Monday, December 22, 2008

Christmas: Faith, Hope and the Christ-Child

Every year at Christmas time, I look forward to what Elizabeth Kendal is going to write for the Religious Liberty Prayer Bulletin of the World Evangelical Alliance (of which The Voice of the Martyrs in Canada is an associate member).  My anticipation was rewarded with another insightful article that, once again, makes me say to myself, "Why didn't I think of that!"  Here is Elizabeth's offering for Christmas 2008. I hope you find it as insightful as I did.



While the incarnation and the cross are stumbling blocks and folly to many, to those with faith they confirm some of God's great truths:

1. God's ways are not our ways (Isaiah 55:8,9).

2. Something awesome and magnificent, like the Kingdom of God, can emanate from something small and insignificant, like a mustard seed (Matthew 13:31,32).

3. God chooses what is foolish, weak and despised in the world to shame that which is considered wise, strong and lofty, so that the one who boasts should boast only in the Lord (1 Corinthians 1:18-31).

These are very important truths for anyone at any time. But to a humble believer facing overwhelming odds, they can be a lifeline to hope.

The decline of Islam from the late 17th Century until the 1970s, along with the rise of the 'Christian' West through the reformation, renaissance, industrial revolution and two world wars, followed by the failure of Communism in the 1980s, resulted in what many described as a 'new world order'. For a short stretch of time approximately from 1985 to 2005 global religious liberty and security generally improved despite escalating Islamic terrorism and the persistence of civil wars and dictatorships. Well those days have most certainly ended now, having amounted to little more than a small blip on the timeline of history. Reformed and revived, intolerant and imperialistic Islam is back and the West's (primarily America's) economic leverage, which has for a decade now been used to promote and even advance religious liberty around the world, has evaporated. Sweet dreams of worldwide harmonious interaction and co-operation are being replaced with nightmares of violent and repressive ethnic and religious nationalism, globalised terror, imperialistic jihad, insecurity, poverty, uncertainty and injustice with impunity.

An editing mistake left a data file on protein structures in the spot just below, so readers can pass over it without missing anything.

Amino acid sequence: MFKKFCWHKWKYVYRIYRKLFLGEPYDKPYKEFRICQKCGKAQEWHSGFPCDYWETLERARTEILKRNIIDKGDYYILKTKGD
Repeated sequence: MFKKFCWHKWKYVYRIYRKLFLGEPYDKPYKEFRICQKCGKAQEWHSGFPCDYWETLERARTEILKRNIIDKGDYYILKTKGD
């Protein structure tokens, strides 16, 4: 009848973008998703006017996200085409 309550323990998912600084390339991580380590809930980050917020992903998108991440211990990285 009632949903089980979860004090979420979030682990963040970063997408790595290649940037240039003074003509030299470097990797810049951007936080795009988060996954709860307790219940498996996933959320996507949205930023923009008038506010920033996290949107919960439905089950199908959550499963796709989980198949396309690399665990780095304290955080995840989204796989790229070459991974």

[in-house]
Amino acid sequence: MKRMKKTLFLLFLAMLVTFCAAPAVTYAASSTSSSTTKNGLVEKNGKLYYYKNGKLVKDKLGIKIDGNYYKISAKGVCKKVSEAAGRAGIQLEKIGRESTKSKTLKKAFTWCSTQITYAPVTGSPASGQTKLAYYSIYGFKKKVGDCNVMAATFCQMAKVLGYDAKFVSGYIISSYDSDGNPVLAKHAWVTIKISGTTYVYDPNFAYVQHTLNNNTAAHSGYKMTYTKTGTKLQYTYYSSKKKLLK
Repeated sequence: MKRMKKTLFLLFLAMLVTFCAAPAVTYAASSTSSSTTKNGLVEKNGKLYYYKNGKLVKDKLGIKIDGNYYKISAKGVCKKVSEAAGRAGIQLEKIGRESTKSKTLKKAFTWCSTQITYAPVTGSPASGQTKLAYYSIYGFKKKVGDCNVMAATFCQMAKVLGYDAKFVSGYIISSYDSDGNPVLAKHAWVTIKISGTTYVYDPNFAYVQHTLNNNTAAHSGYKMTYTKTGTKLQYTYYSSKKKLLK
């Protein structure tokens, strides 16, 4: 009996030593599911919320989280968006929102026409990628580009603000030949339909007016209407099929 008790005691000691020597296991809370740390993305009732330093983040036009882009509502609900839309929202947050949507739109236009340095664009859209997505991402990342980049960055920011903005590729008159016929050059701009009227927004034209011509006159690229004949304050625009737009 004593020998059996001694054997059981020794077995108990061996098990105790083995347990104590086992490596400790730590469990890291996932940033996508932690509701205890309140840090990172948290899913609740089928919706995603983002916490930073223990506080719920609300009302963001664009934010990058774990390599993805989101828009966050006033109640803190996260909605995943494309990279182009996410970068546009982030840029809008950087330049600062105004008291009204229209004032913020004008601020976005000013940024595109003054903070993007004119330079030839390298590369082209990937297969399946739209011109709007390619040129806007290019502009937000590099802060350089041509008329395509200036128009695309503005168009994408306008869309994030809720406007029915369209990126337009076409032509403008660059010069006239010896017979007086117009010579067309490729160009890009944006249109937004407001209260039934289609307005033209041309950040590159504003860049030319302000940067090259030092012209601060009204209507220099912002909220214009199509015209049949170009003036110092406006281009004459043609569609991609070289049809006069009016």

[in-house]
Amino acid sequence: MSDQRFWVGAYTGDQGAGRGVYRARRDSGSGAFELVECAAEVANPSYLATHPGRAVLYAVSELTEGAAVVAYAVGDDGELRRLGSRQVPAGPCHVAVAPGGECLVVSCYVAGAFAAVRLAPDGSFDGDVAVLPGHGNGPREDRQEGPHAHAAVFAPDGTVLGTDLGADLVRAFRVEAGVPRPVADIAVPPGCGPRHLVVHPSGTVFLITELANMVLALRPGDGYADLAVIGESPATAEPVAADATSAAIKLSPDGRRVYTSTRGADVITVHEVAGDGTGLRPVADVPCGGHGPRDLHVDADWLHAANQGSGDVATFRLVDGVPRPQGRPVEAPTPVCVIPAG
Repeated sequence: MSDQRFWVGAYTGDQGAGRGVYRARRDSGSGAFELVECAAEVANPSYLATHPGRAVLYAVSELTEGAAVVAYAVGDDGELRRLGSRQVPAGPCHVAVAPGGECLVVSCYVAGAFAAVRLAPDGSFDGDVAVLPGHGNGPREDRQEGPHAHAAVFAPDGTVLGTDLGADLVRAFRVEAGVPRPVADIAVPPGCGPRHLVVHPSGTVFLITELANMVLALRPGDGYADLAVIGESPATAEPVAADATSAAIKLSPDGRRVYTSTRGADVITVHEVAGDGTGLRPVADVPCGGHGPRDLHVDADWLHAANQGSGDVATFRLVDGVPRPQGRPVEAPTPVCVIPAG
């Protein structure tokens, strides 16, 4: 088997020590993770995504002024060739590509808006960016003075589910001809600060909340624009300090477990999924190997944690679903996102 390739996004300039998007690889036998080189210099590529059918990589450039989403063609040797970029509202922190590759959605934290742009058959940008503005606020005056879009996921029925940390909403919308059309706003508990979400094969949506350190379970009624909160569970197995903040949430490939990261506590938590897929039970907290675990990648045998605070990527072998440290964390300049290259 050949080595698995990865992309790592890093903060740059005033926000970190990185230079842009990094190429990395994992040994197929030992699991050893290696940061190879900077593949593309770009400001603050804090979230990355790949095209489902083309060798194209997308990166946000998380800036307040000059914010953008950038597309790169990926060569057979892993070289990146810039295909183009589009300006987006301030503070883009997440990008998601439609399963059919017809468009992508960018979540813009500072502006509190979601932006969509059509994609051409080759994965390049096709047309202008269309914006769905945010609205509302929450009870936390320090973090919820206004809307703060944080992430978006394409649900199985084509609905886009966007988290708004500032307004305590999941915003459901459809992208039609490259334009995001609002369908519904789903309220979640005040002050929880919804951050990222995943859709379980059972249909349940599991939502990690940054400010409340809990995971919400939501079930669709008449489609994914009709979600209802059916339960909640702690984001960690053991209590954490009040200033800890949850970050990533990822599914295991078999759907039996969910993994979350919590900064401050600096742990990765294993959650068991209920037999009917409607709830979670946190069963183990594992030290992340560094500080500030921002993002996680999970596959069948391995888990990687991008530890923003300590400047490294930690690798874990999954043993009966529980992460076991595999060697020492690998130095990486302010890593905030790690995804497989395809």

But those with faith are not without hope. Salvation did not come by means of a muscle-bound, Greek-style, wresting warrior-god. Our deliverer did not arrive in a majestic Roman chariot with legions on fine horses behind him. Satan was not defeated by physical or military might. God, in all his perfection and wisdom, secured our salvation and revealed his glory to the heavens and the earth through Jesus Christ: a baby in a manger in a stable; a Jewish carpenter in Roman-occupied Judea; a homeless, wandering preacher; a naked, battered and bloodied crucified man. It is no wonder that the gospel has been described as a 'great mystery'. And in these dark days, we should know that more often than not, God's ongoing work of sanctification is equally mysterious.

This Christmas, as we remember and celebrate the Christ-child, let us pray that all Christians everywhere may be inspired and filled with hope. May we all -- regardless of our circumstances -- look to, trust in, and cling to God, whose ways are mysterious, hidden and higher than ours.

-- Elizabeth Kendal

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